A study of academic performance and persistence of community college vocational-technical students



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This study was undertaken to investigate the relationship of academic performance and persistence in certain vocational- technical programs utilizing the Career Ability Placement Survey, the ACT Assessment, and the biographical variables of age, sex, ethnicity, educational major, full-time or part-time enrollment status, intentionality, and socioeconomic status. The sample population represented 776 students enrolled at a community college in one of the following technical programs: air-conditioning, automotive/diesel mechanics, drafting, electronics, and welding. The students were enrolled from June, 1979 through December, 1981. The primary statistical procedure was multiple regression. Other statistical procedures included cross-tabulation, Pearson Correlation Coefficient, and the t test. Positive correlations were found with the Career Ability Placement Survey subtests and certain vocational-technical programs for declared majors. The highest correlations were found in the fields of electronics, welding, and automotive/diesel mechanics. The CAPS subtests: mechanical reasoning, spatial relations, numerical ability, and perceptual speed and accuracy appeared to predict academic performance in this specific study. The biographical data used in this study (sex, age, ethnicity, educational major, enrollment status, socioeconomic status, intentionality), either separately or in combination, were not found to be significant predictors of persisters, stopouts, and dropouts with the sample study. Educational status and intentionality had the highest correlations. A positive correlation was found between the ACT English and CAPS language usage and the ACT English and CAPS word knowledge. The ACT English subtest tended to be a predictor of performance in developmental English, and CAPS language usage tended to be a predictor of performance of freshman English. The differences between vocational-technical majors and non majors were significant at the .05 level for ACT math and ACT natural science. The nonmajors achieved higher grades in developmental English and technical math. A derived reading estimate correlated with developmental English indicated the possibility of using the reading estimate in developmental English classes.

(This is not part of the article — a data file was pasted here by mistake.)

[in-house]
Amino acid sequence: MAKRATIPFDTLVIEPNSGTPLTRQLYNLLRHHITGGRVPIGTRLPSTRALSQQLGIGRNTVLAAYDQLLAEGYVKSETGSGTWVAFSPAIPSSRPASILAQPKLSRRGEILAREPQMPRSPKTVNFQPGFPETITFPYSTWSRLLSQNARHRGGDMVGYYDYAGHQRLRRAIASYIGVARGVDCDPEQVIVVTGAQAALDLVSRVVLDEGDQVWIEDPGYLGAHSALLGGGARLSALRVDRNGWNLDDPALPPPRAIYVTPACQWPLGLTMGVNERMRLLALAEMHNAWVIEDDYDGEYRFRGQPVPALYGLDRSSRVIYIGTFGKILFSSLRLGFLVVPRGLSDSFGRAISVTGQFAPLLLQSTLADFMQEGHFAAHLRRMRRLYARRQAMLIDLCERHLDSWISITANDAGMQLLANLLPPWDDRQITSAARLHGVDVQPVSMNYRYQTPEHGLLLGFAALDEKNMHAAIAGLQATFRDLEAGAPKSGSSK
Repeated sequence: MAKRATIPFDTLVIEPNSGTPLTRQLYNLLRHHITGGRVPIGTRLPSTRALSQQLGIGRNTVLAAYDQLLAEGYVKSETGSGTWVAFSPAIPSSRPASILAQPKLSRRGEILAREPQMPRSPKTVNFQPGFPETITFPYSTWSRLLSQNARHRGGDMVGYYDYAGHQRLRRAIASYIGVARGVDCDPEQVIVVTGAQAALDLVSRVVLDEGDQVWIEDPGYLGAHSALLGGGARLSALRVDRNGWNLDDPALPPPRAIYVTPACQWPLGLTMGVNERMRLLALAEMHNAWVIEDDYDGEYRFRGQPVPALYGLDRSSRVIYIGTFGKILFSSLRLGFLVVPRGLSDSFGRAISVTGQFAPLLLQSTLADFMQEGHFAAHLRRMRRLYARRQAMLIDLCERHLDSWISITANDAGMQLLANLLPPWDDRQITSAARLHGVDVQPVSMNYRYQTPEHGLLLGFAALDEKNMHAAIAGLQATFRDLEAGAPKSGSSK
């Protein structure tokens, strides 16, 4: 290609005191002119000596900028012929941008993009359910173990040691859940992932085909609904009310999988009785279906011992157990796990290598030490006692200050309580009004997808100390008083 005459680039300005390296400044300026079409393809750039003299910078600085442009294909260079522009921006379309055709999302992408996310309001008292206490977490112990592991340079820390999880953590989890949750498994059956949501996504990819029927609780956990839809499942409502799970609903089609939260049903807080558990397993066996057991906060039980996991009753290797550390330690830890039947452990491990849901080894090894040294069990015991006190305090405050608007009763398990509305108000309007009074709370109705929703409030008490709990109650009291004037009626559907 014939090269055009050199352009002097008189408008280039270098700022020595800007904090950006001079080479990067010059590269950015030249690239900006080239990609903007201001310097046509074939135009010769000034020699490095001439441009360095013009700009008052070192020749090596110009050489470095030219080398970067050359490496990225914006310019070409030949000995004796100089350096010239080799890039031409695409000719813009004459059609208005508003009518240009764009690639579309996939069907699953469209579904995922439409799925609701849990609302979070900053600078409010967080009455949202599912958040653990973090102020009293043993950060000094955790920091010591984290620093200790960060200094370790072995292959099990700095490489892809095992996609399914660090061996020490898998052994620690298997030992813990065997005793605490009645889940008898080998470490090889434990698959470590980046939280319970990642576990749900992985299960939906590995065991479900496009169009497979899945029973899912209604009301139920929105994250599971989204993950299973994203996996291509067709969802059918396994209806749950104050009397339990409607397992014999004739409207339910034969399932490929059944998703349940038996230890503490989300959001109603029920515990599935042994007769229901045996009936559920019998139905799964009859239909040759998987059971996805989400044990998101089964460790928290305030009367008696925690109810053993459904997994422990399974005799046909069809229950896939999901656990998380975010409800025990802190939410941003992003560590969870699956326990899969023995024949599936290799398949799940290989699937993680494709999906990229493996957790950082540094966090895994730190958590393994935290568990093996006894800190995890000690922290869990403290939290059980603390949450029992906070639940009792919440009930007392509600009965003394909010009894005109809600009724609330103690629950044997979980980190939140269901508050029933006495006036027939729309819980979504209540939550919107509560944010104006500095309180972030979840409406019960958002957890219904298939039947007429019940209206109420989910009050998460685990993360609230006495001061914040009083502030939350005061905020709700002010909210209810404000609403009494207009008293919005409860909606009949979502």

College students--Texas--Houston, Community colleges--Texas--Houston, Vocational education--Texas--Houston, Prediction of scholastic success